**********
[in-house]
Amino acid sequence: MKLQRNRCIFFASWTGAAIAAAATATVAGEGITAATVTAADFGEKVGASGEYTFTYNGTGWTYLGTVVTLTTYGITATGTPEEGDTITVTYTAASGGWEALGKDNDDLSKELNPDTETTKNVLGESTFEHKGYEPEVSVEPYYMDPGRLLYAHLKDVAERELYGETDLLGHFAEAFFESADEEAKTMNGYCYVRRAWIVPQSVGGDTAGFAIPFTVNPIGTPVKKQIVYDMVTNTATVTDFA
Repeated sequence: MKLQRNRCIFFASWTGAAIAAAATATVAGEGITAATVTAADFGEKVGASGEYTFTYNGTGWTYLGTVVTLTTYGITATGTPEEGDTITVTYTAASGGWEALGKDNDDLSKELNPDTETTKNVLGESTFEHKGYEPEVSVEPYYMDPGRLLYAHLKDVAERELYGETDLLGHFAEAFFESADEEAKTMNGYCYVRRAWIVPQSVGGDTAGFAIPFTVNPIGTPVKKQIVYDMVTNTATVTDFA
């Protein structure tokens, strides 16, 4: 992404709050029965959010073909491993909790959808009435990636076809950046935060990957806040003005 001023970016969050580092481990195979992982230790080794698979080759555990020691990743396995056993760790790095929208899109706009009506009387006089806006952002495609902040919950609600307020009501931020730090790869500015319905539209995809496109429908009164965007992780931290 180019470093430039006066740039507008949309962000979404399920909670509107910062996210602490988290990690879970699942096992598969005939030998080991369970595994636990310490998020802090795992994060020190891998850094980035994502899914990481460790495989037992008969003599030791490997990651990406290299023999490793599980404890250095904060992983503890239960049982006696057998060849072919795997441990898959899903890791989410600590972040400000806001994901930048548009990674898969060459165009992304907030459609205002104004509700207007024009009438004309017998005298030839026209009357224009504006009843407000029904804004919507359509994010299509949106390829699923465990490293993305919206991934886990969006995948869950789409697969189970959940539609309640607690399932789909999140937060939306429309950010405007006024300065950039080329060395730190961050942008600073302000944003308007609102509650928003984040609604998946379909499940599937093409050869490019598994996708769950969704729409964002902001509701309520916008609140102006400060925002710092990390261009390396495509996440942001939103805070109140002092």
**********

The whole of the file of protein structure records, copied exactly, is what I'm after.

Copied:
[in-house]
Amino acid sequence: MKLQRNRCIFFASWTGAAIAAAATATVAGEGITAATVTAADFGEKVGASGEYTFTYNGTGWTYLGTVVTLTTYGITATGTPEEGDTITVTYTAASGGWEALGKDNDDLSKELNPDTETTKNVLGESTFEHKGYEPEVSVEPYYMDPGRLLYAHLKDVAERELYGETDLLGHFAEAFFESADEEAKTMNGYCYVRRAWIVPQSVGGDTAGFAIPFTVNPIGTPVKKQIVYDMVTNTATVTDFA
Repeated sequence: MKLQRNRCIFFASWTGAAIAAAATATVAGEGITAATVTAADFGEKVGASGEYTFTYNGTGWTYLGTVVTLTTYGITATGTPEEGDTITVTYTAASGGWEALGKDNDDLSKELNPDTETTKNVLGESTFEHKGYEPEVSVEPYYMDPGRLLYAHLKDVAERELYGETDLLGHFAEAFFESADEEAKTMNGYCYVRRAWIVPQSVGGDTAGFAIPFTVNPIGTPVKKQIVYDMVTNTATVTDFA
């Protein structure tokens, strides 16, 4: 992404709050029965959010073909491993909790959808009435990636076809950046935060990957806040003005 001023970016969050580092481990195979992982230790080794698979080759555990020691990743396995056993760790790095929208899109706009009506009387006089806006952002495609902040919950609600307020009501931020730090790869500015319905539209995809496109429908009164965007992780931290 180019470093430039006066740039507008949309962000979404399920909670509107910062996210602490988290990690879970699942096992598969005939030998080991369970595994636990310490998020802090795992994060020190891998850094980035994502899914990481460790495989037992008969003599030791490997990651990406290299023999490793599980404890250095904060992983503890239960049982006696057998060849072919795997441990898959899903890791989410600590972040400000806001994901930048548009990674898969060459165009992304907030459609205002104004509700207007024009009438004309017998005298030839026209009357224009504006009843407000029904804004919507359509994010299509949106390829699923465990490293993305919206991934886990969006995948869950789409697969189970959940539609309640607690399932789909999140937060939306429309950010405007006024300065950039080329060395730190961050942008600073302000944003308007609102509650928003984040609604998946379909499940599937093409050869490019598994996708769950969704729409964002902001509701309520916008609140102006400060925002710092990390261009390396495509996440942001939103805070109140002092």